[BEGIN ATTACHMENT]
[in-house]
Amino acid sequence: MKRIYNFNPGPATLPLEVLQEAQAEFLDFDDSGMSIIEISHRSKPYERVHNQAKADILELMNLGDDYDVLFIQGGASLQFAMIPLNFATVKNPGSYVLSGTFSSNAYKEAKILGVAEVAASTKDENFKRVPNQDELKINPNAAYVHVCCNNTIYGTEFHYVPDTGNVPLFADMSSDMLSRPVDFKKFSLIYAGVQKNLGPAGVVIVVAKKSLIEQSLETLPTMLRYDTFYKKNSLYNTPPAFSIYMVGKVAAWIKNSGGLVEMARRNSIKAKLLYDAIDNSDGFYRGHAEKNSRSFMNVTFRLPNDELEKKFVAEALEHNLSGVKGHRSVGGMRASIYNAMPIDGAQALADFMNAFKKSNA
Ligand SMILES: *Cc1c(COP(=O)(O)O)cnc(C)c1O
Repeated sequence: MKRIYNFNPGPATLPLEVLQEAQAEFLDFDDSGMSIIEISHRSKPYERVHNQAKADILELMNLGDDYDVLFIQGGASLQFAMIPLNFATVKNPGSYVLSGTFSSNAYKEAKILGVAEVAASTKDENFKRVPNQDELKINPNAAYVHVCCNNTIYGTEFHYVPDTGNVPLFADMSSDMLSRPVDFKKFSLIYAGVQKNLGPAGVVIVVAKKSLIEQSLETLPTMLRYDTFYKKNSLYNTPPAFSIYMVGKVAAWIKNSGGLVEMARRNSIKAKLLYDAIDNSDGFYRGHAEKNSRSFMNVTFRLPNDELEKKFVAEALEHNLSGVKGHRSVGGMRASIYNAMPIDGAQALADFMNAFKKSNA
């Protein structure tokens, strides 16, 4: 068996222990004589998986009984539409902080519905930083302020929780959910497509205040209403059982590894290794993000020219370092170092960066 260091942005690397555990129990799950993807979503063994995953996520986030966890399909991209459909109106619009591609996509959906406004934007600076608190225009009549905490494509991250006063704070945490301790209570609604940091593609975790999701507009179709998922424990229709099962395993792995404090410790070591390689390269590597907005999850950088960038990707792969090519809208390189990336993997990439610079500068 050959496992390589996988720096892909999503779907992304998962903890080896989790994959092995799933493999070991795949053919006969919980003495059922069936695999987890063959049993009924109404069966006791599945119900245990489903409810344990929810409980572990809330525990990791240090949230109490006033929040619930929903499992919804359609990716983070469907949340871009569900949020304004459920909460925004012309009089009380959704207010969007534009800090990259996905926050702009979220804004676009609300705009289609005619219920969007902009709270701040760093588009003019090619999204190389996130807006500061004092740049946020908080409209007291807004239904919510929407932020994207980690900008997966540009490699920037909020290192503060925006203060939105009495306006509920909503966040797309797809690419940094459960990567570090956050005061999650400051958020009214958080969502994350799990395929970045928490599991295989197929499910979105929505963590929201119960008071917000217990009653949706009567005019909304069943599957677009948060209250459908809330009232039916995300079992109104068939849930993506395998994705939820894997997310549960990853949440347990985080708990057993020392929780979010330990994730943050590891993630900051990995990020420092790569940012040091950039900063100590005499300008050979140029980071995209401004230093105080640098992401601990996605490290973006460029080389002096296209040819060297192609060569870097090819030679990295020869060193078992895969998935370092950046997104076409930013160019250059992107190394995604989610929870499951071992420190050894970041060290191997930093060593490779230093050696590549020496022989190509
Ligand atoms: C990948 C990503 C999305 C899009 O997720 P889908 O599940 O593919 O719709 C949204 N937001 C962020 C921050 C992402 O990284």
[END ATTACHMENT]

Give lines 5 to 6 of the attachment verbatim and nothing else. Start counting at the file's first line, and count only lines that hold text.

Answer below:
């Protein structure tokens, strides 16, 4: 068996222990004589998986009984539409902080519905930083302020929780959910497509205040209403059982590894290794993000020219370092170092960066 260091942005690397555990129990799950993807979503063994995953996520986030966890399909991209459909109106619009591609996509959906406004934007600076608190225009009549905490494509991250006063704070945490301790209570609604940091593609975790999701507009179709998922424990229709099962395993792995404090410790070591390689390269590597907005999850950088960038990707792969090519809208390189990336993997990439610079500068 050959496992390589996988720096892909999503779907992304998962903890080896989790994959092995799933493999070991795949053919006969919980003495059922069936695999987890063959049993009924109404069966006791599945119900245990489903409810344990929810409980572990809330525990990791240090949230109490006033929040619930929903499992919804359609990716983070469907949340871009569900949020304004459920909460925004012309009089009380959704207010969007534009800090990259996905926050702009979220804004676009609300705009289609005619219920969007902009709270701040760093588009003019090619999204190389996130807006500061004092740049946020908080409209007291807004239904919510929407932020994207980690900008997966540009490699920037909020290192503060925006203060939105009495306006509920909503966040797309797809690419940094459960990567570090956050005061999650400051958020009214958080969502994350799990395929970045928490599991295989197929499910979105929505963590929201119960008071917000217990009653949706009567005019909304069943599957677009948060209250459908809330009232039916995300079992109104068939849930993506395998994705939820894997997310549960990853949440347990985080708990057993020392929780979010330990994730943050590891993630900051990995990020420092790569940012040091950039900063100590005499300008050979140029980071995209401004230093105080640098992401601990996605490290973006460029080389002096296209040819060297192609060569870097090819030679990295020869060193078992895969998935370092950046997104076409930013160019250059992107190394995604989610929870499951071992420190050894970041060290191997930093060593490779230093050696590549020496022989190509
Ligand atoms: C990948 C990503 C999305 C899009 O997720 P889908 O599940 O593919 O719709 C949204 N937001 C962020 C921050 C992402 O990284």